After November 8 evening, following Prime Minister Narendra Modi’s broadcast that led to the demonetisation of Rs500 and Rs1,000 banknotes, fierce debate is raging about the success and failure of this move that is being dubbed as the boldest exercise to crack down on corruption and shadow money in independent India.
While the proponents and opponents of demonetisation will slug it out, there is no denying that banning 85 percent of the currency in circulation is bold and radical bordering on audacious.
Quite expectedly, the demonetisation reform has brought troubles to ordinary people’s daily life. Experts are of the view that going by the magnitude of the exercise, it will take the country nearly a year to get back to normal life. Economic experts are forecasting a sharp fall in the annual growth rate. For example, brokerage firm Ambit Capital has estimated that the drive will have an annihilating impact on Indian economy pegging the 2017 financial year growth at a mere 3.5 per cent, and that of 2018 at 5.8 per cent. However, HSBC is for lesser impact forecasting decrease by 0.5 per cent — down from 6.4 per cent in the previous six months. the International Monetary Fund (IMF), on the other hand had endorsed the move.
Political pundits belong to one school of thought are predicting a groundswell of support for Modi while those in the other side of the spectrum feel that Modi has made a self goal. the debate is likely to continue in the coming days.
People’s perception of economic prospects are influenced not only by their experiences but also by what they are told by the politicians, read in the papers and see on TV. Government is always upbeat about economic prospects, while the Opposition is always gloomy.
However, it can be said with absolute certainty that the impact of this drastic measure will be felt in the severely felt. Currently demonetisation has triggered recession in all sector of economy. However its shock impact will stay only for a short period as it is all set to revolutionise economy in the long run.
In a country as populous as India where more than 90 percent of transactions are made with cash, the task of normalising the circulation of money would be a difficult task.
The common people, despite the huge inconvenience they have been subjected to due to the demonetisation exercise, has been supportive of the step that seeks to crack down on corruption and counterfeit currency. Therefore it is in the essential fitness of things that the political dispensation at the centre must take the matter to a logical conclusion.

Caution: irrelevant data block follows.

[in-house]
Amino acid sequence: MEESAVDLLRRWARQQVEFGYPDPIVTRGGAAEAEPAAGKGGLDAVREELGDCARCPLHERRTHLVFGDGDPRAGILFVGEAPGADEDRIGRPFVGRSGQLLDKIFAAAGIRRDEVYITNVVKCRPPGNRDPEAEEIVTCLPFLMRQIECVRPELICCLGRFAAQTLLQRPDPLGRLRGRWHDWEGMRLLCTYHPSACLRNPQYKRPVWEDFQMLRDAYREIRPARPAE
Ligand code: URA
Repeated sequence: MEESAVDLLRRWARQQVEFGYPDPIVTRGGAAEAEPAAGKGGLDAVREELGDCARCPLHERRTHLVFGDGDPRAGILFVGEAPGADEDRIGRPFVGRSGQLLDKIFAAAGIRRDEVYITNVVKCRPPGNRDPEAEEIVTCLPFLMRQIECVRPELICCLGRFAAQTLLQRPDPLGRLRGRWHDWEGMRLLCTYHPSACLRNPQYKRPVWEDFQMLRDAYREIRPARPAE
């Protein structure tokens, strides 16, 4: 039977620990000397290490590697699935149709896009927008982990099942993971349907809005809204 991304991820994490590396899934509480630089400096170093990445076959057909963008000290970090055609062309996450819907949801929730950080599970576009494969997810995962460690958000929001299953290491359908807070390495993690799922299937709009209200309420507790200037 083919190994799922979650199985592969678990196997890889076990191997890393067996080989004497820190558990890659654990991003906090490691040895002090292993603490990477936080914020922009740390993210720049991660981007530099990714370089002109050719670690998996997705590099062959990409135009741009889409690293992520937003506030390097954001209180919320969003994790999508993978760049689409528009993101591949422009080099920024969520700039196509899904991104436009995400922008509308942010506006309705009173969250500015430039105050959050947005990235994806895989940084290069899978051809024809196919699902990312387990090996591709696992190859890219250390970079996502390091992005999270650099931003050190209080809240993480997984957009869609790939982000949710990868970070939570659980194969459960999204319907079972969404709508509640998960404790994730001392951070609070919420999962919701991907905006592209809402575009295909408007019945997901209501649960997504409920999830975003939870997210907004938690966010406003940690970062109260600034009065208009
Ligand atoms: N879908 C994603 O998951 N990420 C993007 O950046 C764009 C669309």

That demonetisation will completely flush out black money is not true. This is near impossible in any country. However, it can be said without a shadow of doubt that generating black money will be more difficult.
The political consequences of the move are difficult to gauge. Nevertheless there are people cutting across sections of society who are supportive of Modi’s decision. The public opinion seems to concur with the step. A large section of the people are also in admiration of Modi. After all the move has the potential of alienating many who may have voted for him and his party in 2014.
Corruption In India
Free India saw corruption reaching new heights. Since the country won independence, many new factors have come onto play and have combined to create a climate in which corruption has better chance of thriving.
The first of these factors was the introduction of the license raj. As the government increased check-points to frustrate the designs of the economic sharks, these check-points wee sought to be circumvented by resort tot corruption in all forms and at all levels.
The checkpoints were introduced to make India a welfare state and to prevent the concentration of wealth in the hands of a few. In the end all that these check achieved was more corruption. Another factor is preoccupation with success in material terms and the erosion if ethical values. It has given rise to a pervasive urge to get rich quick and that urge knowns no scruples. It submits to no disciple ad transcends all finer sentiments like fellow feeling, patriotism, etc.
The widespread ramifications of corruption in India’s public life are too well-known to need ant recapitulation. Apart from eating into the moral fabric of society it has the potential of diminishing respect for the law. Plethora of laws have been passed, but we are not able to malady. The problem remains as intractable as ever. The reason is not far to seek, Those who are required to enforce the anti- corruption laws suffer from the same weakness as those whom they are required to apprehend.
If corruption has become a way of life in India, it is because public opinion has, so far, refuged to assert itself against those who indulge in corruption with reckless hilarity. No number of laws can be successful unless they are baked by a strong, demonstrate and assertive public opinion.
There is no denying that demonetisation decision has caused inconveniences to millions of people across the country. Since the roll out of the exercise had to be keep secret, it was somewhat difficult to the government to put in place a system that could effectively deal with the aftermath of decision to implement it.